The Man with One Body and Two Personalities

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I have a problem.

You see, I have two personas and only one body.

I am Jack Mackenzie, author who is trying to write a sequel to his book DEBT’S PLEDGE and who is trying to keep this blog updated on a semi-regular basis.

But I am also M.D. Jackson, an artist who occasionally gets paid to do actual illustration work. Kind of like the one at the top of this blog post but… not that one. That one was just done for shits and giggles.

No, M.D. Jackson is a real artist who has to actually do real artwork. That takes time. And despite having two personas I only get twenty-four hours in a day and I spend a disturbing amount of that time sleeping and eating.

So, the point of this post is that M. D. Jackson is in the middle of working on a commission and so Jack Mackenzie has to be quiet, just as if he were bound and gagged and stuffed in a closet.

Don’t worry. He can breathe. I’ll let him out when the job is done… hopefully soon.

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Time Like Broken Glass

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Okay. This is the post where I say: Buy my book. You can click away if you want. I’ll understand.

On the other hand, if you’re on the hunt for a book for your Kindle or other e-reader and you like fantasy novels, then this just might be the post for you.

Time Like Broken Glass is a fantasy novel but it is also a time travel story. If you like Doctor Who, you might like this book. If you like fantasy novels with lots of magic, then you’ll like this book. If you like urban fantasy… if you liked Neil Gaiman’s Neverwhere… then you may well like this book.

It has elements of Medieval fantasy, Elizabethan fantasy and Urban fantasy all mixed together. And it has time travel.

If you like any of those things then you may well like Time Like Broken Glass.

So… buy my book!

http://www.amazon.com/Time-Like-Broken-Glass-Magistria-ebook/dp/B00XT97DKO

There. I said it. Now let’s move on to something else…

Vampirella: Character or Commodity?

(This is a cross post with the AMAZING STORIES MAGAZINE website where I blog as MD Jackson)

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gonzalez6ftposterPoor Vampirella.

You look at her and you think that she’s free to do what she wants, that she is in charge of her own destiny. The truth is, she is merely a commodity, bought and sold like so much chattel. She is a slave dancing to the whims of her cruel master, who, at this time, is Dynamite Entertainment.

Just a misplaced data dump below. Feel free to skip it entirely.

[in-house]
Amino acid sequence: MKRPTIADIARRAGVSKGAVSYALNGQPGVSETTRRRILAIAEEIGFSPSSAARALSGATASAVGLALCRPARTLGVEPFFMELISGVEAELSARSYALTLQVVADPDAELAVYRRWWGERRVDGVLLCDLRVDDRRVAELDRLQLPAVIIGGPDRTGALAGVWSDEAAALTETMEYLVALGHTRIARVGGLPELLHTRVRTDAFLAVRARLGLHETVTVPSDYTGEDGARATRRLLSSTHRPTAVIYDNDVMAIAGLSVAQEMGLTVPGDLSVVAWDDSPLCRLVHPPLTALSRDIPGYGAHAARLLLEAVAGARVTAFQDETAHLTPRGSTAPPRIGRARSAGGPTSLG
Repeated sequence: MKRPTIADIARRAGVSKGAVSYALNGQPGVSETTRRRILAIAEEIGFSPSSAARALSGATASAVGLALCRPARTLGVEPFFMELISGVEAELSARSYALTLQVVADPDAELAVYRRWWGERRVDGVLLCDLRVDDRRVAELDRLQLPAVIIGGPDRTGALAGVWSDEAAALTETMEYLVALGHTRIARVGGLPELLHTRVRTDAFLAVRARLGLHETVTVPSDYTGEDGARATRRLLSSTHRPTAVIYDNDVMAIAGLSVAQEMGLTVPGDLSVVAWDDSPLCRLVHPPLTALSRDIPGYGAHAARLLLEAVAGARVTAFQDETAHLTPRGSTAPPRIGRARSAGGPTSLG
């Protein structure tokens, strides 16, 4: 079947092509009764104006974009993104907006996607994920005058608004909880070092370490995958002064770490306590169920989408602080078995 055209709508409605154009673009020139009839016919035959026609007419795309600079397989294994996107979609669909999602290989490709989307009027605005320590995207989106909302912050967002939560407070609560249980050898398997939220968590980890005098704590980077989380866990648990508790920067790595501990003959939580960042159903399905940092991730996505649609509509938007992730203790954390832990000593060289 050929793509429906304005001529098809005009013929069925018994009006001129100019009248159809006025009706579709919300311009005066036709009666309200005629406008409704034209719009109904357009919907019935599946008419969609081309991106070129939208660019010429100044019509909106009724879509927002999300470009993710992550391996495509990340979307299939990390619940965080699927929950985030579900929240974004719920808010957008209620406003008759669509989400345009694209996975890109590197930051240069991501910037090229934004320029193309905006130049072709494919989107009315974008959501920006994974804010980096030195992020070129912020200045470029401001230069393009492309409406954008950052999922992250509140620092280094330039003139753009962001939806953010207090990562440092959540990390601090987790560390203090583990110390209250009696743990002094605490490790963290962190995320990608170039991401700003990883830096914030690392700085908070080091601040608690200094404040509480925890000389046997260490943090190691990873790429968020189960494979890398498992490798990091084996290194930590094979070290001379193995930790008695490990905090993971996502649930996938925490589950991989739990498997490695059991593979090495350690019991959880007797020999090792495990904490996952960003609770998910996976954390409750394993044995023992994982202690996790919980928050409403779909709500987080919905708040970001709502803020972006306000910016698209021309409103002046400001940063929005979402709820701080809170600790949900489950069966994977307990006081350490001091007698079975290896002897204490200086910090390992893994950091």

Like a slave from bygone times she has had several owners throughout her miserable life. She has been bought, used up and then sold off to the next buyer.

But it’s not just her alone. All fictional characters are owned by somebody and most of the ones that everyone knows about have likely been bought and sold at least once. They are properties of their creators or their publishing or other entertainment companies and will be until they get so old that they get to enjoy a kind of retirement when they finally slip into the green pasture known as Public Domain.

It was September of 1969, just after the “Summer of Love”. Flower children everywhere were basking in the warm glow of the apex of the hippie era, blissfully unaware of the harsh cold winter that was about to come upon them. It was a time of great upheaval and social change and Forrest J. Ackerman thought: “Hey! We need a sexy vampire woman!”

vampi_trina_robbinsInspired by Jean-Claude Forest’s science fiction heroine Barbarella, who had been made into a film the year before by Roger Vadim, starring his then wife Jane Fonda, Forrest J. Ackerman and James Warren of Warren Publishing came up with the idea of a “vampire-ella” as a counterpoint to the ghoulish male presenters of Warren’s comic magazines Eerie and Creepy.

Ackerman and Warren took the idea to artist Trina Robbins who came up with the general look and a costume which would suggest a vampire’s usual attire but be kind of bathing suit-like to show off Vampirella’s physical attributes.